In the previous article we outlined the various classifications of Data Structures that exist and some of the various Algorithms that are mainly performed on Data Structures. In this article we shall build upon those concepts by delving into the following: Arrays, Linked Lists, Trees, and Searching.

## 1. Arrays

This could be referred to as an indexed collection of data. Generally, arrays are declared with an opening square bracket and ended with a closing square bracket. A comma is put between each element and the data types enclosed within an array should all be of the same type, like this:

```
//examples of arrays
const sandwich = ["peanut butter", "jelly", "bread"];
//or
int scores[3] = [77, 73, 81];
```

When accessing the array, we use zero-based indexing such that to access the third element (81) in the scores array we could say:

```
scores[2];
```

The disadvantage of using arrays is that it requires an allocation of a fixed size, back-to-back in memory. This makes it difficult to add new elements to the array as there may be values stored in the memory addresses immediately after the address of the array.

One solution might be to allocate more memory where there’s enough space, and move our array there. This means we’ll need to allocate more memory to copy each of the original elements first, then add our new element and free the old array once we finish copying. Another solution may be to use a *Linked List*.

## 2. Linked Lists

When we have a large enough array, there might not be enough free memory contiguously, in a row, to store all of our values. Rather than allocate a fixed size of memory back-to-back, linked lists allow us to add elements in different parts of memory while adding references to those elements that point to the next node so as to stitch all the elements together. This combination of a data element with the reference pointer forms a *node*.

As demonstrated in the image above, when we want to insert a new value, we allocate enough memory for both the value we want to store, and the address of the next value. For the last value in the Linked List, we use the null pointer since there’s no next group.

With a linked list, we have the tradeoff of needing to allocate more memory for each value and pointer, in order to spend less time adding values.

## 3. Trees

Unlike arrays and linked lists that are linear data structures, trees outline a hierarchical relationship between data elements. A tree is another data structure where there are nodes; however, the nodes have two pointers and each node points to other nodes. This can be illustrated as shown in the figure below:

We might have a tree where the root node points to one node on the left and one node on the right. The nodes to the right and left of the root are *Parent* nodes and form the first hierarchical level of the tree. The immediate lower level nodes of the parent node are the *children*. Two children sharing a parent node are referred to as *siblings*. A node without a child is referred to as a *leaf*.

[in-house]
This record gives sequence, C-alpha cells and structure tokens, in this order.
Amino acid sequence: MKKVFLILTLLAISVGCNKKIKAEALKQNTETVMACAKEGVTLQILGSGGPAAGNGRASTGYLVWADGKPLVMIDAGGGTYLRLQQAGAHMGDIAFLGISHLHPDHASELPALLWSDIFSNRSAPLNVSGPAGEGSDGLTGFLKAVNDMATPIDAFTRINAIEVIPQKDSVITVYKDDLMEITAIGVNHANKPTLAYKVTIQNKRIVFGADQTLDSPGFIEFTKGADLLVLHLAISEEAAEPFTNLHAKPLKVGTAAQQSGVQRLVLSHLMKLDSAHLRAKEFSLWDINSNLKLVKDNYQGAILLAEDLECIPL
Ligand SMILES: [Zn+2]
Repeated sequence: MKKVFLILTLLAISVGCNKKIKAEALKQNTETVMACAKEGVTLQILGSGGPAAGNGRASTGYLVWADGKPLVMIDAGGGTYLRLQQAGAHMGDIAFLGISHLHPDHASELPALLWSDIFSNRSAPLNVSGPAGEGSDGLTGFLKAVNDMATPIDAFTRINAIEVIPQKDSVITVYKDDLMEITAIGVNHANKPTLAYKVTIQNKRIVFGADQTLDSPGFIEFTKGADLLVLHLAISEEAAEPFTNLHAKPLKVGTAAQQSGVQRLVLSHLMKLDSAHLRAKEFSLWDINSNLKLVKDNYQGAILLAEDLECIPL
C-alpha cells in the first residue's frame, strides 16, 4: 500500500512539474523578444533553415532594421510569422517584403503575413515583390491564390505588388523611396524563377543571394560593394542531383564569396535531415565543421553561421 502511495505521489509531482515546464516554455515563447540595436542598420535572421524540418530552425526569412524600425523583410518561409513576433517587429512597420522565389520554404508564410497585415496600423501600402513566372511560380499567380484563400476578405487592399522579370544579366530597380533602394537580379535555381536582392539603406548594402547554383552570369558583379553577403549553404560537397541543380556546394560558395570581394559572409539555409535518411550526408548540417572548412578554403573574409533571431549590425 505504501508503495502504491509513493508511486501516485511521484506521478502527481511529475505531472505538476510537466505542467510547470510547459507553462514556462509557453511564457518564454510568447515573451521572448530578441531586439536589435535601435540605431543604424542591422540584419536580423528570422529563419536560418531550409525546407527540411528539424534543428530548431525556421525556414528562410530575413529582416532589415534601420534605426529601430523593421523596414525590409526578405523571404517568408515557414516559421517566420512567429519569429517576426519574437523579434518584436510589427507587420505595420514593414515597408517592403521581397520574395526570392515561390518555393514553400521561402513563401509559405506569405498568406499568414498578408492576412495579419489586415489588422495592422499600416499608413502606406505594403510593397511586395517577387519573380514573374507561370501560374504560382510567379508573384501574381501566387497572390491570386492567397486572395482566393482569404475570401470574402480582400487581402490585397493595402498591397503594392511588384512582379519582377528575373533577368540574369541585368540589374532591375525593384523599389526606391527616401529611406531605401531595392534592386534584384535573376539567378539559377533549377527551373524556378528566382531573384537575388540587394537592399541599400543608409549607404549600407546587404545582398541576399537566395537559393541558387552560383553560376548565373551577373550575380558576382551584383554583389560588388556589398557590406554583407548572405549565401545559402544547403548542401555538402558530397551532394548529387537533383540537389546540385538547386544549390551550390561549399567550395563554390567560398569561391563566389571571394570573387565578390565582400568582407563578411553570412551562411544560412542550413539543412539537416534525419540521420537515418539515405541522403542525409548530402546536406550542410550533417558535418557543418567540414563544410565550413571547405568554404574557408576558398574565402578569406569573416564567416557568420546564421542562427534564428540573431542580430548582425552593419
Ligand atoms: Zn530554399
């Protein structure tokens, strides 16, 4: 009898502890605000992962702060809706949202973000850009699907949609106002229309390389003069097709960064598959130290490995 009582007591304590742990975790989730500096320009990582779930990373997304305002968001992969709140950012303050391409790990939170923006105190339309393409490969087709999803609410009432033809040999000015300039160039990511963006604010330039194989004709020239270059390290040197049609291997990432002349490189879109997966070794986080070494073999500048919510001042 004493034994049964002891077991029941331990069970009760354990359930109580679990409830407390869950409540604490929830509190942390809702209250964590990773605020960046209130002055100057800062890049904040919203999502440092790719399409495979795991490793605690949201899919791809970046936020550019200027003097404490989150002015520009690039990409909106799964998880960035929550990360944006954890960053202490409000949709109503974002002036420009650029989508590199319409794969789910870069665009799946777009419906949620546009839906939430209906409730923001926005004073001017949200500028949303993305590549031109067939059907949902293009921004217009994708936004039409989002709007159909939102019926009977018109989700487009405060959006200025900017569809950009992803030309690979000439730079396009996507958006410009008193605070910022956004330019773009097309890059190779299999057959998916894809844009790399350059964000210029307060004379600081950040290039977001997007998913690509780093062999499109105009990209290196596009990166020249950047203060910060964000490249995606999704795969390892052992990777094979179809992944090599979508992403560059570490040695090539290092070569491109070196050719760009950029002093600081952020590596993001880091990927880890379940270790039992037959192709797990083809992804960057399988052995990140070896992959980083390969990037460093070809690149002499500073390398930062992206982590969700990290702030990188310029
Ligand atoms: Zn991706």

## 4. Searching

Since computers cannot look at all data elements at once, for arrays that are zero-indexed we can access the elements of an array of n items by going through index 0 to the highest index (which would be n-1). If the particular value of the element required matches the value that has been accessed, then we have achieved **Searching**.

There are algorithms for searching with varying levels of efficiency depending on their running times. To describe the running time of a program we use **Big Ω notation**, which describes the lower bound of number of steps for our algorithm (i.e. how few steps it might take in the best case). We also use **Big O notation**, which is the upper bound of number of steps for our algorithm (i.e. how many steps it might take in the worst case)

Some common running times:

**O(n^2)
O(nlog n)
O(n)
O(log n)
O(1)**

**Ω(n^2)
Ω(nlog n)
Ω(n)
Ω(log n)
Ω(1)**

An algorithm with running time of O(1) means that a constant number of steps is required, no matter how big the problem is. This is illustrated in the figure below:

In a linear data structure such as an array or linked list, if we didn’t know anything about the values, the simplest search algorithm would be going from left to right. This type of algorithm is referred to as **Linear Search** and it is not very efficient with a running time of O(n).

In a non-linear data structure such as a tree, to search for a number, we’ll start at the root node, and be able to recursively search the left or right subtree. Since we might have to keep dividing the number of elements by two until there are no more elements left, this type of algorithm is referred to as **Binary Search** and it has an upper bound of O(log n) . If the number we’re looking for is in the middle (i.e. where we happen to start) then the lower bound for binary search would be Ω(1).

Even though binary search might be much faster than linear search, it requires our elements to be sorted first. With a balanced binary search tree, the running time will be O(log n); however if our tree isn’t balanced, it can devolve into a linked list with running time of O(n).

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